Uncle Mike, when I was little I respected you out of fear, but as an adult I respect you out of love.

And that’s probably the nicest and sweetest thing anyone has ever said to me—it stands at the very top of the list of other nice and sweet things that have been said to me—an extremely short list—in fact it stands alone. I printed out your e-mail for Alta to read and she came up with the phrase “nicest and sweetest,” and she agrees with me on the length of that list. Many times over my working years I heard this from those I had the misfortune to supervise: “That Dyer has a really sweet wife, but he’s a real p – – – k !

Oh, well —it may be lonely at the top, but the food’s better!

Tell Aunt Alta and everyone else Happy Thanksgiving and I love them.

I told Alta and I’ll tell everyone else as they gather today—I can assure you that everybody—they and I and all of us, love you right back. We will be thinking of you folks and wishing you the very best life has to offer as we tear into that 22-pound turkey now roosting in the oven—no, not roosting—I meant roasting.

And speaking of our neighbors—they are treating our family to three days at a posh resort just a few miles from home during spring break next year, just as they did this year—we had a great time. If you can time your next visit to that, you can join us—there’s always room for one more. You’ll need to bring your bikini, sunscreen and an appetite.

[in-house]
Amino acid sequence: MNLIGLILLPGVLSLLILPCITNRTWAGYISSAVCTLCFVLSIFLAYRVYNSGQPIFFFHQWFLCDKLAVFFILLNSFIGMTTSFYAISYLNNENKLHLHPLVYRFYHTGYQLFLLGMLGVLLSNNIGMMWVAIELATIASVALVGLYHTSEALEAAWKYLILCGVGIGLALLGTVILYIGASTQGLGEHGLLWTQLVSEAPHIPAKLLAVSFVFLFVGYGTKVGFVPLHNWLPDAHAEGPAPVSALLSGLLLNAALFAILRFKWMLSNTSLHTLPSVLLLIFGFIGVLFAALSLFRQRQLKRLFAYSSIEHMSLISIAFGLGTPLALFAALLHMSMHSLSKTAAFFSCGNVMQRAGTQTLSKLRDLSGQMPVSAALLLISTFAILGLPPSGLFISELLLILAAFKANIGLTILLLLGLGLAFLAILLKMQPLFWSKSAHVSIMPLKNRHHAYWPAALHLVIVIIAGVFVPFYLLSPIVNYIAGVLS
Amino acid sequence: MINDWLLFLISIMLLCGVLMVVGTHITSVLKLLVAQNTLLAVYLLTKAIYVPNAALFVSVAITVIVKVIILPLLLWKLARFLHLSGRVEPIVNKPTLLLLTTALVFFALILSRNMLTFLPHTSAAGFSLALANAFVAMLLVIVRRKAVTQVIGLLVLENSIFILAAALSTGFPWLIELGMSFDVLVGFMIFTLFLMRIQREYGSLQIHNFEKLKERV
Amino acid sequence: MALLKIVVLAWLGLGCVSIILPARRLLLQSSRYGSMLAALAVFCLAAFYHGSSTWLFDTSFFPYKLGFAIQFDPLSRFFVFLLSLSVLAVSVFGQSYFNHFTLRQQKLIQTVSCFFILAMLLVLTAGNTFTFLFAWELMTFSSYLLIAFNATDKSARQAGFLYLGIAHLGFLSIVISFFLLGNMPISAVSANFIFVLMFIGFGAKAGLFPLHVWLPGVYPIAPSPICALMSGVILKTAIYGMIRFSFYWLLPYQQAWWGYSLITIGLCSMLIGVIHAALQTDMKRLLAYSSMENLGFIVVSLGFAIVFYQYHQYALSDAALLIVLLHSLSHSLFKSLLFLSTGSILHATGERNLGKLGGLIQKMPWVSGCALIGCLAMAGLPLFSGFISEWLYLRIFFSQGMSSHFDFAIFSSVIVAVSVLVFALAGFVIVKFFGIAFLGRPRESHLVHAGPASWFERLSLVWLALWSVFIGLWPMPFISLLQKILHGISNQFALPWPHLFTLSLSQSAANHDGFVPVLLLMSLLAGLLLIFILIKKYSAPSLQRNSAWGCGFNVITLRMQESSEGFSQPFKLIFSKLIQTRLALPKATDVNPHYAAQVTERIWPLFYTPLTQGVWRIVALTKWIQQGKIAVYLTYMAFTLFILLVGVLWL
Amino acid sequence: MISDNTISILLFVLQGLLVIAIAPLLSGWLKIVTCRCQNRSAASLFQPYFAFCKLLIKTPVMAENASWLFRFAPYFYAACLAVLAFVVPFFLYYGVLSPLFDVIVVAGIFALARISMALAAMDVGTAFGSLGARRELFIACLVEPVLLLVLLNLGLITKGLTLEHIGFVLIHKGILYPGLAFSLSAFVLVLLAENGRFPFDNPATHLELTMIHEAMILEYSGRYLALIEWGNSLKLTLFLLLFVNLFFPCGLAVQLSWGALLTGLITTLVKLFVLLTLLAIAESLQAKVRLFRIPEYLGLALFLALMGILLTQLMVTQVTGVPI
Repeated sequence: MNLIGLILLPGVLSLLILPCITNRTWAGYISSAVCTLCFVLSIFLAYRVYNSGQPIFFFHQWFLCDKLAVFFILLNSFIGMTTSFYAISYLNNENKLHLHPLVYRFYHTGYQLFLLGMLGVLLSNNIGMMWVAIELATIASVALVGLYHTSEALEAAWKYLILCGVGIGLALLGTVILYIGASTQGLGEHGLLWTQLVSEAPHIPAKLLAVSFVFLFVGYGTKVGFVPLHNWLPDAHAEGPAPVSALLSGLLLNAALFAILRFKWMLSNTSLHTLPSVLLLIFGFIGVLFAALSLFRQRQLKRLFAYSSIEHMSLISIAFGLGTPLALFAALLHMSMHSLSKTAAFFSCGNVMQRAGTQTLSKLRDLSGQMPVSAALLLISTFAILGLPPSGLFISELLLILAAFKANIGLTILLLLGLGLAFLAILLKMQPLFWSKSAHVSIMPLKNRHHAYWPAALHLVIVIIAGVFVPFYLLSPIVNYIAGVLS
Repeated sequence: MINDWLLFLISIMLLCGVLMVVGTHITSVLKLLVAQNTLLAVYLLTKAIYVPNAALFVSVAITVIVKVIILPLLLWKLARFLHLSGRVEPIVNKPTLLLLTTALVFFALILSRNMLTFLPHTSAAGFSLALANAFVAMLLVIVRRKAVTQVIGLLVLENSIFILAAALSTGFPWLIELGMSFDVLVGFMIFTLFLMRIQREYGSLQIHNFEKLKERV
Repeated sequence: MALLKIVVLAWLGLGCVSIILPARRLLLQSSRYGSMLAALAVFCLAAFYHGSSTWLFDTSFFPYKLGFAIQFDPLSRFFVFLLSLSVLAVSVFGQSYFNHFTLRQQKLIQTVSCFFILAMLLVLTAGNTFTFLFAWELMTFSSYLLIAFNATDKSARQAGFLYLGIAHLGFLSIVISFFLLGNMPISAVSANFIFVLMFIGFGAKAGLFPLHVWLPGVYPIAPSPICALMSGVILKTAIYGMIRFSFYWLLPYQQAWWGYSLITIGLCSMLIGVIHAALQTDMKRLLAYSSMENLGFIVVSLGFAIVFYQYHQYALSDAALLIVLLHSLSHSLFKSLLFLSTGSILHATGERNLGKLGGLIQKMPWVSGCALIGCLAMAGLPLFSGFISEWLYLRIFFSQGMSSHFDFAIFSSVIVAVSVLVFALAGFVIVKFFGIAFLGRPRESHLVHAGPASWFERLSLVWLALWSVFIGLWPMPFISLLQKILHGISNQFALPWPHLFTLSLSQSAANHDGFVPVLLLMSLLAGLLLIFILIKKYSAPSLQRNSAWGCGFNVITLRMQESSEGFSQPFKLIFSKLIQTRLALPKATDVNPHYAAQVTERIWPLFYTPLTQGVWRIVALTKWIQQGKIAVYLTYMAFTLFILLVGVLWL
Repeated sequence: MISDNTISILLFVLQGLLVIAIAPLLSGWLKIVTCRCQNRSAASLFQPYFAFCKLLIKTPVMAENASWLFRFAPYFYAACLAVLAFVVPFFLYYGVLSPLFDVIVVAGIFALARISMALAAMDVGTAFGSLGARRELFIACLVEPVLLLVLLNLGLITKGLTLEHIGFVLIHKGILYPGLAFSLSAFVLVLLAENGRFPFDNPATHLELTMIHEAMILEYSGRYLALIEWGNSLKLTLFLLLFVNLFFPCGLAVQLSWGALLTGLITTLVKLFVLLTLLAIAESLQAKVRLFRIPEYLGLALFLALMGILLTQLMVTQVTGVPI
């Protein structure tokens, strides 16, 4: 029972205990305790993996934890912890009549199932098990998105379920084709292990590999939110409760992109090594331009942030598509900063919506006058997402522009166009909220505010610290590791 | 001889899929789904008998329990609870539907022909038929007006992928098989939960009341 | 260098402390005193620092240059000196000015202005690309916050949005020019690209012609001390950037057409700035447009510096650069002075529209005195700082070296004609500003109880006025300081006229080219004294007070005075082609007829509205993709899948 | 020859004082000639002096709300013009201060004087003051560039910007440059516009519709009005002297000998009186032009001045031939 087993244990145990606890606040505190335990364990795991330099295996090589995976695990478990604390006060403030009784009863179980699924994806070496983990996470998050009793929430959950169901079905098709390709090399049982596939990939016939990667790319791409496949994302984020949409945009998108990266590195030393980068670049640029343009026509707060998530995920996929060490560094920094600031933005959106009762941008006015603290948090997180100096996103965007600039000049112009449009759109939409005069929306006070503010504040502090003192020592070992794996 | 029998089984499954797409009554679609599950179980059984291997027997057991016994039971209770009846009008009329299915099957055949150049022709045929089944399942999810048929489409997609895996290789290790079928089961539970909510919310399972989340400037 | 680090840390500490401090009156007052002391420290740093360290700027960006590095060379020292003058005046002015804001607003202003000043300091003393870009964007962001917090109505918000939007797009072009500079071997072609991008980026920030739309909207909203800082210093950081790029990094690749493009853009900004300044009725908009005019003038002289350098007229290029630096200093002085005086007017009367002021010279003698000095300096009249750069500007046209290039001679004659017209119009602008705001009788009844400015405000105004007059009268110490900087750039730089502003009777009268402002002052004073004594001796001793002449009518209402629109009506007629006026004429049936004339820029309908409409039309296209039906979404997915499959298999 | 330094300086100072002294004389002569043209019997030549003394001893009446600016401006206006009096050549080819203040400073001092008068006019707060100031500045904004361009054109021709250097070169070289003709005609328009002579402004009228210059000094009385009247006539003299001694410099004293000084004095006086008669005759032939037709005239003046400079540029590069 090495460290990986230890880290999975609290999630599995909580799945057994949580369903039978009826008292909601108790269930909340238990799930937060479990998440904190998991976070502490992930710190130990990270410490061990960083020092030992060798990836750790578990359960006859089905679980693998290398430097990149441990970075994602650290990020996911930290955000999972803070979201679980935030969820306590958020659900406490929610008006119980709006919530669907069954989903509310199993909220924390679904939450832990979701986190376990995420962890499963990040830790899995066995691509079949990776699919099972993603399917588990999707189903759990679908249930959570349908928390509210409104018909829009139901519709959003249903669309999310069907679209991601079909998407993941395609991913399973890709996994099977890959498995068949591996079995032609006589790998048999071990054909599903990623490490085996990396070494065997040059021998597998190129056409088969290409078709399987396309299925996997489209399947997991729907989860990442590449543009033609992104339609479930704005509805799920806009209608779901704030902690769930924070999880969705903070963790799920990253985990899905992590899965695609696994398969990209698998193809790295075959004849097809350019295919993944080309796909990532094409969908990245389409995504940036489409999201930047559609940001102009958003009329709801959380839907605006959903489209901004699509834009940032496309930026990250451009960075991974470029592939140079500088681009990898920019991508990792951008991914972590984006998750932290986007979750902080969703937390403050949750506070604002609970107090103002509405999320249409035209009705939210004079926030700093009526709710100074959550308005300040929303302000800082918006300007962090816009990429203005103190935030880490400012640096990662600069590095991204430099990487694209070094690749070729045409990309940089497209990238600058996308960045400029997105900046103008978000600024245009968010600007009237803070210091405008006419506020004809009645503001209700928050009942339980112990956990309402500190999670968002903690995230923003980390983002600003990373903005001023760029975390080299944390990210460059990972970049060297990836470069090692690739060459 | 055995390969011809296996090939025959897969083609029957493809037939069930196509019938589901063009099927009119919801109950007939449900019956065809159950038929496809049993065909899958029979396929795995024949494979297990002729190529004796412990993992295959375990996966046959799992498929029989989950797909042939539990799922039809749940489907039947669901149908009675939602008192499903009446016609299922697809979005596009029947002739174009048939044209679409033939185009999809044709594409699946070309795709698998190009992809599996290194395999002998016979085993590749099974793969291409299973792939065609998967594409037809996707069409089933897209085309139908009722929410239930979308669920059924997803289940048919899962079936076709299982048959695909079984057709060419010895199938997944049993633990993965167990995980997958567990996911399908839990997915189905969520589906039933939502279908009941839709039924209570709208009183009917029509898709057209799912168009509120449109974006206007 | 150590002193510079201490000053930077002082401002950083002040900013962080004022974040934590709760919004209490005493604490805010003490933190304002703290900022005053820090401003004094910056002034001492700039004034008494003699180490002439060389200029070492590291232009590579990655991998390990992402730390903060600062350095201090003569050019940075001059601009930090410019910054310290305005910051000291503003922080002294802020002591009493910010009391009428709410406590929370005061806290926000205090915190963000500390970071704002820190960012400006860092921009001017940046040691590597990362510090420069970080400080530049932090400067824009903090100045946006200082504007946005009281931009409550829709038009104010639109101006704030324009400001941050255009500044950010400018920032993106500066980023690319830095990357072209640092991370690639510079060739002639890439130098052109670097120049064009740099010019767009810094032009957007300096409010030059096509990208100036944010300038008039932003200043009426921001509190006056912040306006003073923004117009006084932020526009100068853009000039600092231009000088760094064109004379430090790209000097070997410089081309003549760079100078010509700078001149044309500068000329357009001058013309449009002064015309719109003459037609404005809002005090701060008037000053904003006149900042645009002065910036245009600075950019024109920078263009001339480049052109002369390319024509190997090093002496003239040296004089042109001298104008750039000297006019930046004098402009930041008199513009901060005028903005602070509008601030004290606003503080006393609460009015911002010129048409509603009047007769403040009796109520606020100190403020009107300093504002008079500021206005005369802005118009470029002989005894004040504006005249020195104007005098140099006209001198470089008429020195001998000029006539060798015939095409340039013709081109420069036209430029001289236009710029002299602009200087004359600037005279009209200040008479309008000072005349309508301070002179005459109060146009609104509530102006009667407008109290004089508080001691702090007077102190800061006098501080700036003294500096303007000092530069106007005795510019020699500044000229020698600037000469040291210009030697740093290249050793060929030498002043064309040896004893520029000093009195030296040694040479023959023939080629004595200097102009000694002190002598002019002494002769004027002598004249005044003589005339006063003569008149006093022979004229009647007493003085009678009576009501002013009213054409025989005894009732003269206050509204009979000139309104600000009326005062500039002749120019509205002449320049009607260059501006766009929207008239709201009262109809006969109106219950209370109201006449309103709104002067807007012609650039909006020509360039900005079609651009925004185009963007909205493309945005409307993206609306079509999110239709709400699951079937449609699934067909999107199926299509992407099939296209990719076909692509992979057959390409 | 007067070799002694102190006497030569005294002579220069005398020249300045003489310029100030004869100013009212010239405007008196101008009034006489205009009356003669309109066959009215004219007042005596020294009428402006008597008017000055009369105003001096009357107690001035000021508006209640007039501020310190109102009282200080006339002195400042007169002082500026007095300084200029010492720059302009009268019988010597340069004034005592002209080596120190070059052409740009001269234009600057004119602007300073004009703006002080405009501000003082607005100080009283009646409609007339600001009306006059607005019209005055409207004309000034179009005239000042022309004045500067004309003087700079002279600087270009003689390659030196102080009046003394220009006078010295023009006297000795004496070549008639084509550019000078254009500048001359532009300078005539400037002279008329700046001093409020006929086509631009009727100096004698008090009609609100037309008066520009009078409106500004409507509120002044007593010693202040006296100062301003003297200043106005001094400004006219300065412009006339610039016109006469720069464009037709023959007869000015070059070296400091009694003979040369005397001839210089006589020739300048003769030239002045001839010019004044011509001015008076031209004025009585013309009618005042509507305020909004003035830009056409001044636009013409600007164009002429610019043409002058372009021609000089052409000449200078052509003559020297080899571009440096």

Signed:

Alta and Mike, Debbie and Bill and their devil cat, Lauren and Landen, Kelley and Brantley, Macie and Brennan and their new puppy, Cindy and Michael and both their cats, and Kathy and Kevin, our next door neighbors to the west of us, and their cat Ralph.

 
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Posted by on May 3, 2010 in Uncategorized

 

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Don’t blame Madoff . . .

Don’t place all the blame on Madoff for the billions of dollars that passed from thousands of people to him, his family, his friends and his associates through his Ponzi scheme. Many of those thousands that were bilked enjoyed the rarefied atmosphere found in our top income brackets, but most breathed the common air of middle incomes. Those billions of dollars handed to Madoff were considered by all to be investments, but after a considerable amount of time passed—years—the truth was outed. Those billions of dollars were actually donations, given freely to Madoff and his investment company, given in anticipation of earning fantastic profits.